Saturday, April 17, 2010

Waterborne Automotive Paint

I have only a glimpse at the moment, but it's looking like the future of paint is in waterborne paint. PPG seems to be on the American forefront in this evolution towards a cleaner paint system for automotives. Though not the first company to come out with a system of paint that is waterborne (waterborne = small amount of solvent, waterbase = pure waterbase like acrylic), they seem to be the first to really follow through with the use in collision repair. Their dedication to waterborne paint doesn't stop with collision repair because they are extending their expertise into custom paint.
Nothing new, waterborne paints have been scoffed at for years in custom paint circles as being: too hard to spray, too expensive, not lightfast, etc. PPG seems ready to change that. Some of the benefits of working with water: Their paint comes ready to mix without the need of a mixing machine. They have been working with gun manufacturers to create the best equipment to handle working with water. Super fast dry times that can dry even faster with simple forced air, rather than the need for UV lights or bake booths. Working with water means no harmful solvents or dangerous chemicals (since they also have waterborne clearcoats, primers, and sealers). Lower VOC means less regulations to worry about when starting your own shop.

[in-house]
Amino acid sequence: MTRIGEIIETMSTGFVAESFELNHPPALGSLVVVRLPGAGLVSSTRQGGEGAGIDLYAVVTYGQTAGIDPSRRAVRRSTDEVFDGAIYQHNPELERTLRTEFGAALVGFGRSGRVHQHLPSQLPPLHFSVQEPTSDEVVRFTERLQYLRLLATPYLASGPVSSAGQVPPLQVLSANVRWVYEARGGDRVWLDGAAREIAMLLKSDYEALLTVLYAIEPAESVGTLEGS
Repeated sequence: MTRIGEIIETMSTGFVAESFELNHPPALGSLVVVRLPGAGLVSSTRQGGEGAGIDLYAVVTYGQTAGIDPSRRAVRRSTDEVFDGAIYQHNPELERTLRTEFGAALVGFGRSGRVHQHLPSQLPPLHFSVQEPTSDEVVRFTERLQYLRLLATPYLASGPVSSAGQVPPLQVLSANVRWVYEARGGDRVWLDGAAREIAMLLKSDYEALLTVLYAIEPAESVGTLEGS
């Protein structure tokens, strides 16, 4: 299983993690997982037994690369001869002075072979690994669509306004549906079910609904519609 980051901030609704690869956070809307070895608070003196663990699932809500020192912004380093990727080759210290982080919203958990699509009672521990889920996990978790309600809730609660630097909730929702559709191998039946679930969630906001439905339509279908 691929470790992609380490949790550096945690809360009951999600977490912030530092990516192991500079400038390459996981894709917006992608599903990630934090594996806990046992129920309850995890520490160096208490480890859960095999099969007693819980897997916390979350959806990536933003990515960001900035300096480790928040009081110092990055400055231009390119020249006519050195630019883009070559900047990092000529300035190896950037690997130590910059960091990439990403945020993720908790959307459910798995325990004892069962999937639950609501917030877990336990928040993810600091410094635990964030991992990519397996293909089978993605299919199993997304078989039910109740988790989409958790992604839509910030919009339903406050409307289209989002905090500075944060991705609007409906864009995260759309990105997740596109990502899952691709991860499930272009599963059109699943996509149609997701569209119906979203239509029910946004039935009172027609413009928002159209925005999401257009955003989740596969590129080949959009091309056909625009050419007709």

Lowrider magazine recently featured PPG in one of their latest issues showcasing what their candy paint's are capable of. The custom paint forums are all a buzz over the eventual change.
Custom airbrush artists have been using waterborne and waterbased paint for quite some time. It's low VOC's work well with many set ups and don't require any special equipment. Auto Air has set the standard in how waterbased paint should be handled but still struggles to gain proper respect in the automotive paint circles. It's seen as an amateur paint system, something for beginners or the less than serious airbrush artist. Createx heard this and came out with their Wicked line of airbrush paint called Wicked.
With PPG and other companies perfecting this same method of delivering paint, it is only a matter of time before waterborne is going to take over the industry. Stricter guidelines, more environmentally conscious customers, and higher demand in custom paint leads this airbrush artist to believe that it would be a good idea to get on board now. Stay tuned for more information about waterborne paints.

Today's Video of the Post brought to you from these guys: Charley Hutton and PPG


  1. We use waterborne automotive paints all the time in our operations in order to reduce/control VOC emissions.

    The problem is consistency for long product runs.


  2. I've tried to put PPG waterborne through an airbrush, and it sucked - to put it mildly. I suppose if most of your work is frisket based, paint quality doesn't matter as much, but my work is nearly 100% freehand and waterborne lacks the intensity of pigment required, especially for small projects like goal masks.